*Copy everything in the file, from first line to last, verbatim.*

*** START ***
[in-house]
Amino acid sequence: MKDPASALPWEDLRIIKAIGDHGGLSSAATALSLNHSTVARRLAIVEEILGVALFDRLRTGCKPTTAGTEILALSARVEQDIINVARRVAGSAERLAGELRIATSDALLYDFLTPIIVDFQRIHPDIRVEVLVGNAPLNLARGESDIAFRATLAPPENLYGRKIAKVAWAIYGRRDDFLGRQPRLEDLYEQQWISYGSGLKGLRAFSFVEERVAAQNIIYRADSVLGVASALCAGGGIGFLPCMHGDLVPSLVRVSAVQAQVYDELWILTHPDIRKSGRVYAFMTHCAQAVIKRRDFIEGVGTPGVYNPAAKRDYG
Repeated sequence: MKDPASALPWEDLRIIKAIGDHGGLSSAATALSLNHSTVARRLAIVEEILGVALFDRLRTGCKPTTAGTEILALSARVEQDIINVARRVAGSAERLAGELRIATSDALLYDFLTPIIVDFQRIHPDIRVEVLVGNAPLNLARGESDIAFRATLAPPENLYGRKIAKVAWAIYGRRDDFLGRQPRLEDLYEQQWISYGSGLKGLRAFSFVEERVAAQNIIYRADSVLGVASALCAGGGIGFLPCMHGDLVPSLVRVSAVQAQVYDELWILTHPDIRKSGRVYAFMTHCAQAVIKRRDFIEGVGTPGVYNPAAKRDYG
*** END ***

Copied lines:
[in-house]
Amino acid sequence: MKDPASALPWEDLRIIKAIGDHGGLSSAATALSLNHSTVARRLAIVEEILGVALFDRLRTGCKPTTAGTEILALSARVEQDIINVARRVAGSAERLAGELRIATSDALLYDFLTPIIVDFQRIHPDIRVEVLVGNAPLNLARGESDIAFRATLAPPENLYGRKIAKVAWAIYGRRDDFLGRQPRLEDLYEQQWISYGSGLKGLRAFSFVEERVAAQNIIYRADSVLGVASALCAGGGIGFLPCMHGDLVPSLVRVSAVQAQVYDELWILTHPDIRKSGRVYAFMTHCAQAVIKRRDFIEGVGTPGVYNPAAKRDYG
Repeated sequence: MKDPASALPWEDLRIIKAIGDHGGLSSAATALSLNHSTVARRLAIVEEILGVALFDRLRTGCKPTTAGTEILALSARVEQDIINVARRVAGSAERLAGELRIATSDALLYDFLTPIIVDFQRIHPDIRVEVLVGNAPLNLARGESDIAFRATLAPPENLYGRKIAKVAWAIYGRRDDFLGRQPRLEDLYEQQWISYGSGLKGLRAFSFVEERVAAQNIIYRADSVLGVASALCAGGGIGFLPCMHGDLVPSLVRVSAVQAQVYDELWILTHPDIRKSGRVYAFMTHCAQAVIKRRDFIEGVGTPGVYNPAAKRDYG